A Sky-High City Retreat Hits All the High Notes

A suburban couple's new roost in Providence offers a stylish take on city life.
The master suite bed linens are custom. Photography By Nat Rea.

Rooms with a View
Some empty nesters pack up and move someplace warm. That’s not the story of Robyn and Ted Smalletz, who headed north to Providence, leaving behind their traditional Colonial in the leafy ’burbs of East Greenwich for something more contemporary. “We love the energy of living in the city,” says Robyn.

In fact, their latest chapter is a valentine to city life. “Ted and I were ready for a lifestyle change. We’d talked about moving downtown for several years,” she says.


Ergonomic chairs are Herman Miller. Photography By Nat Rea.

They were familiar with the Residences, an amenity-filled high-rise with views of the State House that beckoned with a maintenance-free life. The couple checked out several floor plans in the building, but nothing clicked until the very last unit they visited, on the twenty-third floor. “We were ready to call it a day, but we saw this and right away, with its spectacular views and light, we knew it was the one. “

With plain white walls and no furnishings, the unit, a lease with option to buy, was a blank page. The first time the couple met there with interior designer Kelly Taylor, it was sunset and the lights of the skyline were starting to twinkle. “The timing was serendipitous but this was the dimension we need to capture, we told her. We want the city to be the centerpiece.”


The living and dining areas offer panoramic views of the Providence skyline. Photography By Nat Rea.

Seeing the Light
In designing the 1,200 square feet of interior space, the couple’s ask was simple. Make it glam. They also wanted comfortable and chic, with a neutral color palette. Despite being a rental, the designers went all out. Taylor and staff designer Lauren Collard pulled in dozens of different finishes and textures to create layers of interest. Contrast was important and the two pros accomplished that with golds and silvers, three-dimensional fabrics and custom wood finishes. The living and dining areas nod to a loft-like open space with soft lighting, all new furnishings and gauzy sheers that frame views of the state capitol. Robyn instantly fell for the crystal starburst chandelier, with its echoes of evening stars, that hangs above the dining table. (It was a splurge, she admits.) The retro London bar stools complement the curved custom banquette with its hint of a cozy Parisian bistro. The luxe look extends to the powder room with its Osborne and Little geometric flocked wallpaper and gold ceiling.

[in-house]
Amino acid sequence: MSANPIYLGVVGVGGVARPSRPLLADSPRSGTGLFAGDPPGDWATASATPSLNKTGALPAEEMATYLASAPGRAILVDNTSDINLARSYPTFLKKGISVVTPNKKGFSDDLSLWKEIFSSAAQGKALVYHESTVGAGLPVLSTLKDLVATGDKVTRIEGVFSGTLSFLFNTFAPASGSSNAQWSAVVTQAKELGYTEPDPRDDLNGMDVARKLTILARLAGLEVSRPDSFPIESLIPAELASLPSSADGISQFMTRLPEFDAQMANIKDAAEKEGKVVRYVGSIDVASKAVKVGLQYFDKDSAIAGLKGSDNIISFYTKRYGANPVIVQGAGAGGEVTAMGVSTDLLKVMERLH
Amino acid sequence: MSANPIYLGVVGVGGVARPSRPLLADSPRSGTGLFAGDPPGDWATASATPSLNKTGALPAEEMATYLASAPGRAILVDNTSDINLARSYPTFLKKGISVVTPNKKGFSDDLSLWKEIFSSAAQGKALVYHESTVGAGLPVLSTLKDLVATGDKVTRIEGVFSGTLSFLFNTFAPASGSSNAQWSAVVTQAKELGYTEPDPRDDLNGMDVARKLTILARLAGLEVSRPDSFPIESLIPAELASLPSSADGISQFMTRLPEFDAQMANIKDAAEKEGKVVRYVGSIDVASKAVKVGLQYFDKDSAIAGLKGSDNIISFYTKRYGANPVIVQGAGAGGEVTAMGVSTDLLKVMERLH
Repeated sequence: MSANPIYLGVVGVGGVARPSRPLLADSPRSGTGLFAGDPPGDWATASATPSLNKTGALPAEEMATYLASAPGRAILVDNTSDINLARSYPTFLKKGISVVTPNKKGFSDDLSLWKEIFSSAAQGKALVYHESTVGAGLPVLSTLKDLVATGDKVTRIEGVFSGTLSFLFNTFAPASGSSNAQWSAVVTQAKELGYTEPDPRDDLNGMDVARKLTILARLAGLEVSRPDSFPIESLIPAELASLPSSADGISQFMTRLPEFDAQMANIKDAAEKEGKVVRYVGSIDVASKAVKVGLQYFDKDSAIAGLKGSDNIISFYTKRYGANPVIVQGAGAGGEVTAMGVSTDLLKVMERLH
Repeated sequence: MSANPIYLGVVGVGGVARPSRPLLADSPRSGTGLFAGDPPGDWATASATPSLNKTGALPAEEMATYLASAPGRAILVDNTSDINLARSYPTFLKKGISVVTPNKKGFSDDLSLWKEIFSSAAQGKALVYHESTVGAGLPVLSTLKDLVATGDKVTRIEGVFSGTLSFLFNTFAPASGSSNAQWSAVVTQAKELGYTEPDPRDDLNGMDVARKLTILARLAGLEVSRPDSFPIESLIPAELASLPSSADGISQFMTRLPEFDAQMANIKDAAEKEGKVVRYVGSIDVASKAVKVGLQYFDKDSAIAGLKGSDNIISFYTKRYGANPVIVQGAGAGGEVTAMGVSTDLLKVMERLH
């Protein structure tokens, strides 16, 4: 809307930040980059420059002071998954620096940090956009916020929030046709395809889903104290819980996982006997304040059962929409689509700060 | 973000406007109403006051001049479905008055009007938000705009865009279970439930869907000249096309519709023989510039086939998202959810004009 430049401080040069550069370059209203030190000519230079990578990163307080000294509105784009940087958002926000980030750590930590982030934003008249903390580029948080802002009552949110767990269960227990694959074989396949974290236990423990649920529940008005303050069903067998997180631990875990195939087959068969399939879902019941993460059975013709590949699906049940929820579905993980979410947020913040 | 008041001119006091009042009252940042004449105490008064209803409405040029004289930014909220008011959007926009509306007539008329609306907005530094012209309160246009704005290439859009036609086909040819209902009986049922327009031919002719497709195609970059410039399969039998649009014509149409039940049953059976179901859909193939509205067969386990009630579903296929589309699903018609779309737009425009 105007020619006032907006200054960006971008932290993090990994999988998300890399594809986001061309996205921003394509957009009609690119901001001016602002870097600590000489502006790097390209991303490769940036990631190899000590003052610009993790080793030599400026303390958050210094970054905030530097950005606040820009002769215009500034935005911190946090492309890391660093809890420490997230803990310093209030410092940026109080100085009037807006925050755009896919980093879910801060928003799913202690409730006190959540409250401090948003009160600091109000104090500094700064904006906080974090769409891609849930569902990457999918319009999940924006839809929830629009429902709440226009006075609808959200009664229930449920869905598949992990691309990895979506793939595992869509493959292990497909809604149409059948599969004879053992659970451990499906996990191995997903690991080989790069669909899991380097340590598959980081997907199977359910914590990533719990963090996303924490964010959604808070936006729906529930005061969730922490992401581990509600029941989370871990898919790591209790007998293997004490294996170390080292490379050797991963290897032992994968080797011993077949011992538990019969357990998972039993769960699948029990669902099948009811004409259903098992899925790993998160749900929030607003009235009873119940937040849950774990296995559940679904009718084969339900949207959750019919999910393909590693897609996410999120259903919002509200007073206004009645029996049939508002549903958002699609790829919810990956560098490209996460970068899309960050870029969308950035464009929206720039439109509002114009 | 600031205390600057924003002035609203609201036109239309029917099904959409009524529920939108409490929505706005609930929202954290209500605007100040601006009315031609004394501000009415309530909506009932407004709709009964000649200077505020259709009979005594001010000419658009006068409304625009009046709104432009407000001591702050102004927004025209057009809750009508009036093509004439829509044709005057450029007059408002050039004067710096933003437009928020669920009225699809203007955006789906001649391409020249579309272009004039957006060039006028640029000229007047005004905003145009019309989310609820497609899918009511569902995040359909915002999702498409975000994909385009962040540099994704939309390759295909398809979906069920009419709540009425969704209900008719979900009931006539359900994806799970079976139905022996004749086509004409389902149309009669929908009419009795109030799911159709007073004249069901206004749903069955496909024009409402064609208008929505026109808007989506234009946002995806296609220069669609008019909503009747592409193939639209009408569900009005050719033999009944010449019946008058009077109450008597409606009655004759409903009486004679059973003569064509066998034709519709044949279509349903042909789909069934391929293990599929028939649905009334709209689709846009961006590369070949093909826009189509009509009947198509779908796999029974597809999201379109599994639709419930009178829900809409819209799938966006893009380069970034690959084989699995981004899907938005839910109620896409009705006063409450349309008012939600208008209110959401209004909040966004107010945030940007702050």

Prep Talk
The couple sold their E.G. house in a whirlwind three days and moved into the condo without much furniture. “We felt like college students,” Robyn says. Then COVID hit with its delays; the couples’ vacation and family visits were temporarily out. Fortunately, all the design and ordering were done but the renovation still presented challenges. The building’s doorman had to be notified if there were deliveries, using the service elevator required coordination, and contractors were limited to working nine to five (not typical contractors’ hours, Taylor points out).

The five-month facelift was straightforward compared to the bigger E.G. redo they’d done twenty years earlier, so the couple was prepared. What wasn’t ready was the home office. “It needed help,” says Taylor. “They didn’t have a real workspace and you had two people there at the same time.” Again, the designers opted for a contemporary vibe, using black, white and chrome (case in point, the polished metal bookcase); Alpine Kitchens custom built the ebony double desks.

When not camping out on the balcony with morning coffee or an evening glass of wine, the couple whisks down to the street to recharge on the urban energy, where the romance continues. “We’ll walk along the river sometimes all the way to Wickenden Street,” Robin says. “We feel renewed.”


The dining table by Bradley has a painted iron base and concrete top. The chandelier is Visual Comfort. Photography By Nat Rea.